Another piece from David Rohde, who posts about a deeply worrying trend:
China’s system is a potent, vast and sophisticated network of computer, legal and human censorship. The Chinese model is spreading to other authoritarian regimes. And governments worldwide, including the United States, are aggressively trying to legislate the Internet.
“There is a growing trend toward Internet censorship in a range of countries,” said Rebecca MacKinnon, a prominent online democracy advocate and author of the forthcoming book “Consent of the Networked: The Worldwide Struggle for Internet Freedom.” “The same technology that helps secure your network from attack, that actually enables you to censor your network also.”
The problem is not software or hardware developed in a secret Chinese government laboratory. Recent news reports have uncovered American and European companies selling surveillance technologies to Libya, Syria, Bahrain, Thailand and other governments that block the web and brutally suppress dissent.
A core problem is the pursuit of the almighty online dollar. An extraordinary story in The Guardian introduced readers to Jerry Lucas, the president of TeleStrategies, a Virginia company that organizes conferences around the world where firms sell surveillance and other technologies to governments. In an interview, Lucas said companies have no ethical obligation to determine if their products are being sold to regimes that will use them to suppress dissent.
“That’s just not my job to determine who’s a bad country and who’s a good country,” he told the reporter. “We’re a for-profit company. Our business is bringing governments together who want to buy this technology.”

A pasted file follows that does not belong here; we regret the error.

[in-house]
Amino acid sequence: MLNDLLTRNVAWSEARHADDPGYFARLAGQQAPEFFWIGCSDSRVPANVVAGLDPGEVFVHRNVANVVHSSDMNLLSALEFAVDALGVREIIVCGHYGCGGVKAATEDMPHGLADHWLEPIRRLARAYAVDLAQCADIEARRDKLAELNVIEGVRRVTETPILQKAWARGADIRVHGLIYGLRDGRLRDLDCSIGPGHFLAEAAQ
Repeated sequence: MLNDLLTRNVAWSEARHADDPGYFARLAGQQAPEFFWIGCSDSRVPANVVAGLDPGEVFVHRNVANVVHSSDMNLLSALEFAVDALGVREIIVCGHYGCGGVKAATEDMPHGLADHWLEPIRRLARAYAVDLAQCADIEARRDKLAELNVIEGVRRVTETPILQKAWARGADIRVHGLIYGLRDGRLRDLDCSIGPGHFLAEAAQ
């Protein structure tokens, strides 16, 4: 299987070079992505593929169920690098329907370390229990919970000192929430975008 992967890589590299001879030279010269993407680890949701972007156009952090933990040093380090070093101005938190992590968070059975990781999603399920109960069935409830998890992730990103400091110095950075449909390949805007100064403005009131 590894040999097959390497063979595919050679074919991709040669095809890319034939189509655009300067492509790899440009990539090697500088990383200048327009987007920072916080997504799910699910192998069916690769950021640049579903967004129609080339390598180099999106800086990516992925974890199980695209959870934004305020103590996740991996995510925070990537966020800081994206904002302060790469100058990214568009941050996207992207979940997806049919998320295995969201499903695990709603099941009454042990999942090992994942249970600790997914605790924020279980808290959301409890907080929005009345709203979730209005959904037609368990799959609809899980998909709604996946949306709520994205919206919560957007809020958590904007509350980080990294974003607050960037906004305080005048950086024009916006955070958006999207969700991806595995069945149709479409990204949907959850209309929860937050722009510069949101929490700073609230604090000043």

A morning coffee with a prominent Chinese blogger brought to life the success of the Chinese model and the chilling intersection of modern communication and surveillance. The blogger, who asked not to be named, said the Chinese government’s “Great Firewall” is succeeding. Twitter, Facebook and YouTube are banned in China, but the government allows the Chinese computer firm Sina Weibo to operate microblogs that are the mirror image of Twitter.
Sina Weibo’s CEO, in an interview with Forbes Asia, said the company has as many as 100 employees working 24 hours a day to track and block user content, in order to avoid running afoul of the government.
The blogger said that basing the servers in China made it possible for the Chinese government to allow microblogging but maintain control. “Put the server in your hands, the data in your hands,” he said. “The people are happy but they don’t overthrow you.”
He said that when he blogs in English, electronic and human censors largely ignore his work. When he expresses dissent in Chinese, the content is blocked by programs that search the web for banned terms, such as “Tiananmen Square,” “Tibet,” or “Falun Gong.”
“They just stop the topic,” the blogger said. “They have good search engines for the different topics.”
The “well it isn’t our fault if our products just happen to enable governments seeking to censor information, find dissidents, and crush dissent- what could we do, we’re just a for-profit company trying to make some money!” argument is one of the most loathsome things I’ve ever read. Their actions have real-life consequences for people around the world, but corporations exist to serve the dollar, not the human being. Are Western arms companies allowed to do business with these governments? If not, why should these companies be allowed to do so?! And beyond the law, why is it that they can get away with it without being shamed out of society by everyone else in the country?!